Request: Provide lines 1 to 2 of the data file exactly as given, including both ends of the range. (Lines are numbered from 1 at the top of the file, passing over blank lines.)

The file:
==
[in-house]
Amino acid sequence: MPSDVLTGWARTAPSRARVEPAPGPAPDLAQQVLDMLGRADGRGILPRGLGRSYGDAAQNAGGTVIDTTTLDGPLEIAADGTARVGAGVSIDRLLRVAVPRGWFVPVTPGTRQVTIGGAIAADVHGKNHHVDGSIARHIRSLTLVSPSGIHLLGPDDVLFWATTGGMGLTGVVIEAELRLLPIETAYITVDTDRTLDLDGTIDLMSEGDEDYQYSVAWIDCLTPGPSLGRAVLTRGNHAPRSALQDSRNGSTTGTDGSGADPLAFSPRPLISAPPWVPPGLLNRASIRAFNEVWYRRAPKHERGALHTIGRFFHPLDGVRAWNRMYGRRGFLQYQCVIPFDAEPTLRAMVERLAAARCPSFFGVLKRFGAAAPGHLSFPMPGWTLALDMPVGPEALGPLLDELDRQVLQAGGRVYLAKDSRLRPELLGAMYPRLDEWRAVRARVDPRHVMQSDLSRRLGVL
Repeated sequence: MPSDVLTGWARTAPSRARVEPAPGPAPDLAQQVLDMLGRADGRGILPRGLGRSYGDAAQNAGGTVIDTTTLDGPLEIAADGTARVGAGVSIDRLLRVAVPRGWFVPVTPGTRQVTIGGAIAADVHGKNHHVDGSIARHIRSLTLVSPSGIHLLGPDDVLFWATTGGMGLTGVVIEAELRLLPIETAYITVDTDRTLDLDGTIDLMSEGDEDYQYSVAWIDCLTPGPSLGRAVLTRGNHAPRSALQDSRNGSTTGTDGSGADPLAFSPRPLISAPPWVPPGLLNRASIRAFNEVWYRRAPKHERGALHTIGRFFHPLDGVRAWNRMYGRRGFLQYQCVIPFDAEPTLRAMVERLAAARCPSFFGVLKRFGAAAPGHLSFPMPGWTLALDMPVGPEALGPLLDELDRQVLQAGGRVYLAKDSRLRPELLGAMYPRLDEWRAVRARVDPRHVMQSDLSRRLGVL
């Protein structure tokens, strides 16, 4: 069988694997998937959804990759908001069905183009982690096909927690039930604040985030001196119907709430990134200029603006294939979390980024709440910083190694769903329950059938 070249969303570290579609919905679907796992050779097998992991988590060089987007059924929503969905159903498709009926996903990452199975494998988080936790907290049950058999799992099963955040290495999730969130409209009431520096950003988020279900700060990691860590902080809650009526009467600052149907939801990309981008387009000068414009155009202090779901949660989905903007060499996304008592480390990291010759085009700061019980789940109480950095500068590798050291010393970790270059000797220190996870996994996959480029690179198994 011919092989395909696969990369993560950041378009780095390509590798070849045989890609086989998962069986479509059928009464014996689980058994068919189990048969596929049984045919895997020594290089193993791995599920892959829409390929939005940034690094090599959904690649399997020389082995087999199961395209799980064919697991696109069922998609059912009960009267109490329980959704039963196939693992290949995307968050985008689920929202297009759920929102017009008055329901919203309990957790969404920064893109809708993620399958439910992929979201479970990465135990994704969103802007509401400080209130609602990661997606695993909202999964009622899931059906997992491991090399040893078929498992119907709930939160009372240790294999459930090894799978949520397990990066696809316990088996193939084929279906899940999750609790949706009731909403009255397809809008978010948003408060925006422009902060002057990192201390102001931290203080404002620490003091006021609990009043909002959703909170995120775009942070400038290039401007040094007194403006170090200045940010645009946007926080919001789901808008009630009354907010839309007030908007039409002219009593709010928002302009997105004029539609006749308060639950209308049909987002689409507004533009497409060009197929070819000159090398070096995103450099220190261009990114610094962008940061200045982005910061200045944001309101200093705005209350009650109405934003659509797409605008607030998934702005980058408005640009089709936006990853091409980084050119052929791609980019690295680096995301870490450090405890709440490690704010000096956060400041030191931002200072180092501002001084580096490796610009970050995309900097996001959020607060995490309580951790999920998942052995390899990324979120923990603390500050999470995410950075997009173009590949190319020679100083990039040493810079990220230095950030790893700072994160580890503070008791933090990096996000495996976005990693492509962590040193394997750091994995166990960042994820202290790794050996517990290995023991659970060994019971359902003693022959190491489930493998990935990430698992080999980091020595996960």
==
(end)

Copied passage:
[in-house]
Amino acid sequence: MPSDVLTGWARTAPSRARVEPAPGPAPDLAQQVLDMLGRADGRGILPRGLGRSYGDAAQNAGGTVIDTTTLDGPLEIAADGTARVGAGVSIDRLLRVAVPRGWFVPVTPGTRQVTIGGAIAADVHGKNHHVDGSIARHIRSLTLVSPSGIHLLGPDDVLFWATTGGMGLTGVVIEAELRLLPIETAYITVDTDRTLDLDGTIDLMSEGDEDYQYSVAWIDCLTPGPSLGRAVLTRGNHAPRSALQDSRNGSTTGTDGSGADPLAFSPRPLISAPPWVPPGLLNRASIRAFNEVWYRRAPKHERGALHTIGRFFHPLDGVRAWNRMYGRRGFLQYQCVIPFDAEPTLRAMVERLAAARCPSFFGVLKRFGAAAPGHLSFPMPGWTLALDMPVGPEALGPLLDELDRQVLQAGGRVYLAKDSRLRPELLGAMYPRLDEWRAVRARVDPRHVMQSDLSRRLGVL